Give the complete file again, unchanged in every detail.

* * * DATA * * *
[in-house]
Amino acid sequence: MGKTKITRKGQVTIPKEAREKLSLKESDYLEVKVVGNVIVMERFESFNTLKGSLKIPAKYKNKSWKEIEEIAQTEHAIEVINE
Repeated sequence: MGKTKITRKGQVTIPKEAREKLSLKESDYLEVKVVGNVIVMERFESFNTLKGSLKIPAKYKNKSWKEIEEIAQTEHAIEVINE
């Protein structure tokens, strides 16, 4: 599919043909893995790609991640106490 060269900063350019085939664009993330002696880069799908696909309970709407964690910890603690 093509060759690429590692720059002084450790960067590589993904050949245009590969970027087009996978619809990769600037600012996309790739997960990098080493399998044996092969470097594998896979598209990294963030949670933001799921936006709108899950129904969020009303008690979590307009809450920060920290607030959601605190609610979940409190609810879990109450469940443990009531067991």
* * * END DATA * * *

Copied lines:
[in-house]
Amino acid sequence: MGKTKITRKGQVTIPKEAREKLSLKESDYLEVKVVGNVIVMERFESFNTLKGSLKIPAKYKNKSWKEIEEIAQTEHAIEVINE
Repeated sequence: MGKTKITRKGQVTIPKEAREKLSLKESDYLEVKVVGNVIVMERFESFNTLKGSLKIPAKYKNKSWKEIEEIAQTEHAIEVINE
């Protein structure tokens, strides 16, 4: 599919043909893995790609991640106490 060269900063350019085939664009993330002696880069799908696909309970709407964690910890603690 093509060759690429590692720059002084450790960067590589993904050949245009590969970027087009996978619809990769600037600012996309790739997960990098080493399998044996092969470097594998896979598209990294963030949670933001799921936006709108899950129904969020009303008690979590307009809450920060920290607030959601605190609610979940409190609810879990109450469940443990009531067991």